Read Order: M/s Nidhi Knitwears (P) Ltd. and Another v. Honey Hosiery Mills

Monika Rahar 

Chandigarh, May 06, 2022:  Referring to the judgments of the Top Court in Anant Tools (Unit No.II) Pvt. Ltd. And others v. M/s Anant Tools Pvt. Ltd., Jalandhar and JIK Industries Limited and others v. Amarlal V. Jumnai and Another, the Punjab and Haryana High Court has reiterated that the basic mode and manner of effecting the compounding of an offence under Section 320 Cr.P.C. could not be said to be not attracted in case of compounding of offence under Section 147 of the NI Act

Further, while considering the decision in JIK Industries (Supra) as also the case of M/s Meters and Instruments Private Limited And Another versus Kanchan Mehta 2017(4) RCR (Criminal) 476, the Bench of Justice Jasjit Singh Bedi held, “This effectively means that compounding requires consent but quashing does not.”

The Court was dealing with a petition under Section 482 of the Code of Criminal Procedure seeking the quashing of the order of the Additional Sessions Judge, Ludhiana by which the petitioner’s application for permission to compound the offence alleged against him, was dismissed. 

Essentially, in this case, the complainant/respondent (M/s Honey Hosiery Mills) filed a complaint through its sole proprietor (Anju Jain) against Chhote Lal Pandit (Director, M/s Nidhi Knitwears) under Section 138 of the Negotiable Instruments Act (‘the Act’) alleging that the cheques issued by the second petitioner to discharge a pre-existing liability in favour of the complainant. 

The accused-petitioners were convicted by the Trial Court. Aggrieved, the convicts filed an appeal, during the pendency of which, the petitioner filed an application for permission to compound the offence in view of the judgement rendered in Damodar S. Prabhu versus Syad Babalal, as the petitioners were ready to deposit the cheque amount as well as the relevant charges according to the said judgment. 

This application was opposed by the respondent-complainant. Based on the respective pleadings of the parties, the application of the petitioners seeking permission to compound the offence was dismissed.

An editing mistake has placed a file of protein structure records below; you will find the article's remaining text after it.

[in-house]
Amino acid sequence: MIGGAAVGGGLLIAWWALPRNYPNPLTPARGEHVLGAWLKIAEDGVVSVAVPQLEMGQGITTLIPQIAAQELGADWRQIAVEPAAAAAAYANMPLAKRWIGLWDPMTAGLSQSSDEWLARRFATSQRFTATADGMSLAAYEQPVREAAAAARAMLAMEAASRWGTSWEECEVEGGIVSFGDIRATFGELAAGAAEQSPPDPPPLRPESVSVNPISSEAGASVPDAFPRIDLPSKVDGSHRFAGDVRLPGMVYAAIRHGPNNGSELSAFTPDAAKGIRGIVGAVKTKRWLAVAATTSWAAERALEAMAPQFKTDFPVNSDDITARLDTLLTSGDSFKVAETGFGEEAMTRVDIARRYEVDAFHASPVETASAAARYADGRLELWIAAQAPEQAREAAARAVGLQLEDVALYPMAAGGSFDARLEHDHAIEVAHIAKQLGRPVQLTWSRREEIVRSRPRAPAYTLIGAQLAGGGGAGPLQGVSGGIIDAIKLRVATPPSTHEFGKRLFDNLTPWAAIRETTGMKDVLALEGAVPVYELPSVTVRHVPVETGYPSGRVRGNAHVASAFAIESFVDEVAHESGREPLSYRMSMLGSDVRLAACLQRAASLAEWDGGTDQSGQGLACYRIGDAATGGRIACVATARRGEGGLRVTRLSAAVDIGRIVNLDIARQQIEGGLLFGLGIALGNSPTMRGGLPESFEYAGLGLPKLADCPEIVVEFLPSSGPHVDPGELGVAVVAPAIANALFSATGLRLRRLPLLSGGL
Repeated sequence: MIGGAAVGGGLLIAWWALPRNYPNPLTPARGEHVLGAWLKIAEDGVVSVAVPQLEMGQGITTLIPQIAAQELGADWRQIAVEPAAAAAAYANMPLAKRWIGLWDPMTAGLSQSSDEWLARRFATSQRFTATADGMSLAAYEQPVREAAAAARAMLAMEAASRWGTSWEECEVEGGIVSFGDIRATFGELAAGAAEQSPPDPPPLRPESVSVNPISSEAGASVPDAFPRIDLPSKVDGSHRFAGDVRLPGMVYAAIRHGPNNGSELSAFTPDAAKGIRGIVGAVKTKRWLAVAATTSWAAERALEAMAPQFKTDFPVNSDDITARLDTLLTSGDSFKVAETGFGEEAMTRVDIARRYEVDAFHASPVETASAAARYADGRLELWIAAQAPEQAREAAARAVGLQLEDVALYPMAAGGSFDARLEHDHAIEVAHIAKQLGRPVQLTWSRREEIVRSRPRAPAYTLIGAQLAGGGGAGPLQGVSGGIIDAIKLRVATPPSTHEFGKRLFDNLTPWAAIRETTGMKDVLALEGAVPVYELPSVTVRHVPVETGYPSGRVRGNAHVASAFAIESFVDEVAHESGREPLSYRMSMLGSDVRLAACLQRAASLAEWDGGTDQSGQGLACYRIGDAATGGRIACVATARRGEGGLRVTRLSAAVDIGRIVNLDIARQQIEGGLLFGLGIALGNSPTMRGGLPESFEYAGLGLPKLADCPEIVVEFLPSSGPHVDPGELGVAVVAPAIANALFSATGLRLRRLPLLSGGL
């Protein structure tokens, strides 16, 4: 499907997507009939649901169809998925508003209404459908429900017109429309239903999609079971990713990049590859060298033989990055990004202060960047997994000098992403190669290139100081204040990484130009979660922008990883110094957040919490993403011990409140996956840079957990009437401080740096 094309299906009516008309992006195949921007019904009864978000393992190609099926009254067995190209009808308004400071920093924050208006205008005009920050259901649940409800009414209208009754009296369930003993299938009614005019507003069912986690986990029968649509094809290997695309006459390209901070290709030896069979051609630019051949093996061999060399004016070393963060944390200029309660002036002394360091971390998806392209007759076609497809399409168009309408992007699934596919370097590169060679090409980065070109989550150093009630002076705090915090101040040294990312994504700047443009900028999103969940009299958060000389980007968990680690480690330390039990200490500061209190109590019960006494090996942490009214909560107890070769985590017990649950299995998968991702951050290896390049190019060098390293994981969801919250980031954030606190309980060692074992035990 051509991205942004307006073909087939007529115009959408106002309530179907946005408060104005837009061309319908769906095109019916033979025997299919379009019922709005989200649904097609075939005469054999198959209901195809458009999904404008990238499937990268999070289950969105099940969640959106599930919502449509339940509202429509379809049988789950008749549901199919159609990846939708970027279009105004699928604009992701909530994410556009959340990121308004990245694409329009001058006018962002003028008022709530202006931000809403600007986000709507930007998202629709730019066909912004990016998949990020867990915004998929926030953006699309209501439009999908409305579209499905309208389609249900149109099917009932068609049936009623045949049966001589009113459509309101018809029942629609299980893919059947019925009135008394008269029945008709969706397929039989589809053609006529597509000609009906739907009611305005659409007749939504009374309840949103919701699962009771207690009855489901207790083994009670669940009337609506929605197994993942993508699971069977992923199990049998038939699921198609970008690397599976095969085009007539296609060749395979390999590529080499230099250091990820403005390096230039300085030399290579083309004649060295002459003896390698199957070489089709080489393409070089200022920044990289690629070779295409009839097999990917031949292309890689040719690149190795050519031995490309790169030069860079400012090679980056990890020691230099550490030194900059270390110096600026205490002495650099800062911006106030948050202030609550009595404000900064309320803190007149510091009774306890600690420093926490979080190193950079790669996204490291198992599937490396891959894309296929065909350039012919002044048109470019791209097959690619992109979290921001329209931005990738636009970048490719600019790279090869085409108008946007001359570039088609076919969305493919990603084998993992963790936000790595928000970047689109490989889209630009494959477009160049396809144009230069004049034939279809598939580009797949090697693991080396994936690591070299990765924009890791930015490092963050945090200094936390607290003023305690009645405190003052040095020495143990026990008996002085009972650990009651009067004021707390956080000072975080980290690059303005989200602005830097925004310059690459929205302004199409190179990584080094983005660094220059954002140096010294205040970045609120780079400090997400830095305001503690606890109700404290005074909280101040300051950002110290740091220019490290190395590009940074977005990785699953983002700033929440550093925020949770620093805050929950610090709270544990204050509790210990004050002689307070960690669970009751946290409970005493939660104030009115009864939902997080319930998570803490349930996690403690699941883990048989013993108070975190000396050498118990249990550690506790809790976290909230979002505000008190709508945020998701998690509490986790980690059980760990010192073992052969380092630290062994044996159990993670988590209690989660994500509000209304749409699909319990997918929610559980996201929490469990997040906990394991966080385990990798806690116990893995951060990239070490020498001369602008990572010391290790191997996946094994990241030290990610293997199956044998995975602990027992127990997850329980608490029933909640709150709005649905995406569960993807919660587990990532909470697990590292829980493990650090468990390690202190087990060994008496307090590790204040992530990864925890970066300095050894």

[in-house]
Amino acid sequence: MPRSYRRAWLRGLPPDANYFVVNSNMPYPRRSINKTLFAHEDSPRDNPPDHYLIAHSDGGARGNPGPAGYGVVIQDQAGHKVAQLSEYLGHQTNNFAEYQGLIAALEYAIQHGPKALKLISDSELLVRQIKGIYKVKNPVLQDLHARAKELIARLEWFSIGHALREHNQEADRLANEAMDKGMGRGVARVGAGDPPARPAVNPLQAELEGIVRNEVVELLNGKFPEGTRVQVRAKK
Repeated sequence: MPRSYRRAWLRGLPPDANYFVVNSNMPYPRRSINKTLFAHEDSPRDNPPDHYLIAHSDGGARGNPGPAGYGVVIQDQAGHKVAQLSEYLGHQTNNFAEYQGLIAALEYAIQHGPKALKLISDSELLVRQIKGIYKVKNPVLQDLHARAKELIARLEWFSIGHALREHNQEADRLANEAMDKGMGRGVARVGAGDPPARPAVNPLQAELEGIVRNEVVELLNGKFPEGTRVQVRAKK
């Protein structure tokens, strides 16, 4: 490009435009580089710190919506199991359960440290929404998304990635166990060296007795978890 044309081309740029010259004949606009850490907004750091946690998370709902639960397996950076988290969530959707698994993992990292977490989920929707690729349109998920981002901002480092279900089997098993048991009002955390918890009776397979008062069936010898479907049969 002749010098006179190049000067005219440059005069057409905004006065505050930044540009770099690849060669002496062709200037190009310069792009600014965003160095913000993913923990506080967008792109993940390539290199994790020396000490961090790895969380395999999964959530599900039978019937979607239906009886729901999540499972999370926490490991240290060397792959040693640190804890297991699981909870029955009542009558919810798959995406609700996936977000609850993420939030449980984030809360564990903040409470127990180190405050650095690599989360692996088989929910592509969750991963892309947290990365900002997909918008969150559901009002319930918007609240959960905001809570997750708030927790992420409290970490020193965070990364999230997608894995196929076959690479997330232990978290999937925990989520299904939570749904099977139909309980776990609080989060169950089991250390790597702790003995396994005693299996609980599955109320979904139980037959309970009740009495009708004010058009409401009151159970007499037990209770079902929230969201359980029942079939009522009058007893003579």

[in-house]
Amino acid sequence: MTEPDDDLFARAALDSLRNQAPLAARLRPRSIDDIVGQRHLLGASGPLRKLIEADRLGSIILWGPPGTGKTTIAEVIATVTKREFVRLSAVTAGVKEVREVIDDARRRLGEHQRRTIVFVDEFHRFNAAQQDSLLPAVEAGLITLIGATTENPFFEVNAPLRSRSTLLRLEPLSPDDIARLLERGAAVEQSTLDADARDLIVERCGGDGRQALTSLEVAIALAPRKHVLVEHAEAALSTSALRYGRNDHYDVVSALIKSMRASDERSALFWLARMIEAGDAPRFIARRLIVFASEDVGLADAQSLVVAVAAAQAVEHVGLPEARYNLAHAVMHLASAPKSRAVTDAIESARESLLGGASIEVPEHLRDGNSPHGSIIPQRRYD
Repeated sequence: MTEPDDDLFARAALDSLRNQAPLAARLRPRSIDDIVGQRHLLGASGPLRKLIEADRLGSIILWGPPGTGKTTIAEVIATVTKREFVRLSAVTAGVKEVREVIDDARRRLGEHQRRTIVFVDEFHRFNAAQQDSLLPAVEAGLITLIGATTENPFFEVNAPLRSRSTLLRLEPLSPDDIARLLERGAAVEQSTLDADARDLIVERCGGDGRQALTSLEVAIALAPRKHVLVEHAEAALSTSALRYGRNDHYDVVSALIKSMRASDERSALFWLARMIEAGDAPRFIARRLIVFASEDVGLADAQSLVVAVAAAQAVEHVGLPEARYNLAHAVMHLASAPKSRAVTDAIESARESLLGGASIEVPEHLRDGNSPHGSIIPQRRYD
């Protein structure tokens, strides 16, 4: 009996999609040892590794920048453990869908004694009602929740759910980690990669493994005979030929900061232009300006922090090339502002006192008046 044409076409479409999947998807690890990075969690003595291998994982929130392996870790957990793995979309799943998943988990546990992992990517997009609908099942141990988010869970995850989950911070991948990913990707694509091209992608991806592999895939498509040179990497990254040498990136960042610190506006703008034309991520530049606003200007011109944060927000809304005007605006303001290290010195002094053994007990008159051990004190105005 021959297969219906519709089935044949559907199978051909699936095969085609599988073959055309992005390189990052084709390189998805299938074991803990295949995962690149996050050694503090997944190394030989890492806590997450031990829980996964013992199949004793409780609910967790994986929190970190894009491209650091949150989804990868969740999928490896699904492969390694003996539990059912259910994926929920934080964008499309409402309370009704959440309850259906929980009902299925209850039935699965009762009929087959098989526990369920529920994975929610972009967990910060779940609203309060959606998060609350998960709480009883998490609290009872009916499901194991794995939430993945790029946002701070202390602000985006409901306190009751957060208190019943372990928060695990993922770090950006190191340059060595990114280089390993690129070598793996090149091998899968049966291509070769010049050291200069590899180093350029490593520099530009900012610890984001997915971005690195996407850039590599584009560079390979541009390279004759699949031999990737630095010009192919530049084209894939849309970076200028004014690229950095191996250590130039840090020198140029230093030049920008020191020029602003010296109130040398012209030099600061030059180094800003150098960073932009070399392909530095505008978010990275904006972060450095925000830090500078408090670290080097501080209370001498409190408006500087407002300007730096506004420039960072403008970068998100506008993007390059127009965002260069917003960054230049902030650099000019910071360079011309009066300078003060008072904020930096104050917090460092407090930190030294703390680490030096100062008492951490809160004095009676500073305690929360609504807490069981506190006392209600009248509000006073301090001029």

When the matter came before the High Court, the parties sought adjournment for settlement but the same could not be arrived at. 

The petitioner’s counsel contended that in view of the judgment in Damodar S. Prabhu’s case (supra), the petitioners were ready and willing to deposit the requisite amount so as to finally settle the matter. It was further contended that in terms of Meters and Instruments (Supra) the consent of the complainant is not relevant and if the Court comes to the conclusion that the settlement is valid, then the Court on being satisfied that the complainant was duly compensated, can in its discretion, close the proceedings.  

Reliance was also placed on the judgments of this Court in Hem Lata v. Balwant Singh (CRR-1221 of 2012 decided on 01.03.2019), and Suba Singh v. Nirmal Singh and Another, 2020(2) PLR 155. Reference was also made to the judgment passed by the Himachal Pradesh High Court in the case of Vikas Jishtu v. Puran Chand Sharma and another.

On the other hand, the counsel for the complainant, relied upon a judgment in JIK Industries (Supra) and Anant Tools (Supra) to contend that the consent of the complainant is essential to effect a settlement and that the judgment in Damodar S. Prabhu’s case (supra) did not adjudicate upon the issue of requirement of consent for compounding an offence under the Act.

After considering the rival submissions, the Court perused the decisions cited by the parties. The Court opined at the very outset that in Damodar S. Prabhu (supra), the Top Court proceeded primarily on the assumption that there was consent between the parties and that the dispute therein was only the stage at which the parties can appropriately be allowed to compound the offence.